Saturday, January 9, 2016

My first and most recent titles

My first Amber Quill title was Karola's Hunt, which was one of the contest winners in 2004, the first year a contest was held to discover some new writers to add to their regulars. By odd coincidence, I got the email to let me know twelve years to the day from the date the firm will close its doors and site.

This was a fairly mild erotic tale but you have to recall that things have changed a bit in the passing years and we've kept pushing the envelope! It is still sexy and a read a bit out of the ordinary! It was called an example of "classy" erotica, spicy and explicit without being at all crass or crude.

Blurb: Karola, daughter of Diana, is totally innocent and wild, having never left the forest where she has grown up. Then one day she encounters an intruder, someone who looks a bit like her but also very different. In Damien she finds her first human friend and much, much more. Before the day is over, she has discovered what it means to be female as she is awakened to the delights of her sexuality and the first stirring of love.
But how can Karola ensure Damien will return again to play more of these magical games with her?

My most recent story is a gay romance, which has been the principle genre in which I have written for the past several years. It is a nostalgic contemporary, not quite far enough into the past to be historical but not in the twenty-first century, either. The tale is set in 1949 and that era posed some challenges in presenting a gay relationship at a time when attitudes were far less tolerant and homosexuality was still illegal in most places. Still, I enjoyed writing it and paid a kind of tribute to the magazine that was a way for me to find some friends long before the internet dating scene was even imagined! So here is Thank You, Ranch Romances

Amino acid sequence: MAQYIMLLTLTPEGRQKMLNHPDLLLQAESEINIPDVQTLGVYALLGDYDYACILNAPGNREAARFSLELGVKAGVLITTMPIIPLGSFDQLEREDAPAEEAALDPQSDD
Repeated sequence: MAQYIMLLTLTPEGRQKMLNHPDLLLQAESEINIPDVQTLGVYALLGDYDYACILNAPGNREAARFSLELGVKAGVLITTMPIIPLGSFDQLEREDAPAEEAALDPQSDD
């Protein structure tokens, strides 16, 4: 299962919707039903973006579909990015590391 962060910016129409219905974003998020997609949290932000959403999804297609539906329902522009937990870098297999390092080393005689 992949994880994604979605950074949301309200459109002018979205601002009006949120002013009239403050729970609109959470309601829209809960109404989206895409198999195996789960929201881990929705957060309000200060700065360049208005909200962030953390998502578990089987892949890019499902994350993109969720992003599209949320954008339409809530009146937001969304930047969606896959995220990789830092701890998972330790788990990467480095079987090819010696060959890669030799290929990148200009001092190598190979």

Blurb: Rancher Wade is struggling to hold his life together after his wife’s death leaves him with two small children as well as a ranch to run. In desperation, he puts a letter in a pulp magazine, announcing that he’s seeking a housekeeper and nanny to help him manage his home. The last thing he expects, however, is the young man who steps off the train in response to the ad.
Darnell is at the end of his rope. The war is over and jobs are hard to find, especially to one who has few skills other than cooking and keeping house, learned while he helped his abandoned mother keep their family intact. The letter he finds in a discarded magazine seems a godsend, so he jumps at the opportunity. It doesn’t take long to fall in love with young Ben and Winnie, but he also develops a huge crush on the rugged and manly Wade, who seems to be everything Darnell is not. Dare he dream that Wade might find him attractive, too?
In the 1940s, the vernacular used toward people such as Darnell are crude and insulting. Prejudice abounds, and he feels its keen cuts. Can he make himself a place in the lives of the family he has adopted, or will hate and suspicion send him fleeing?

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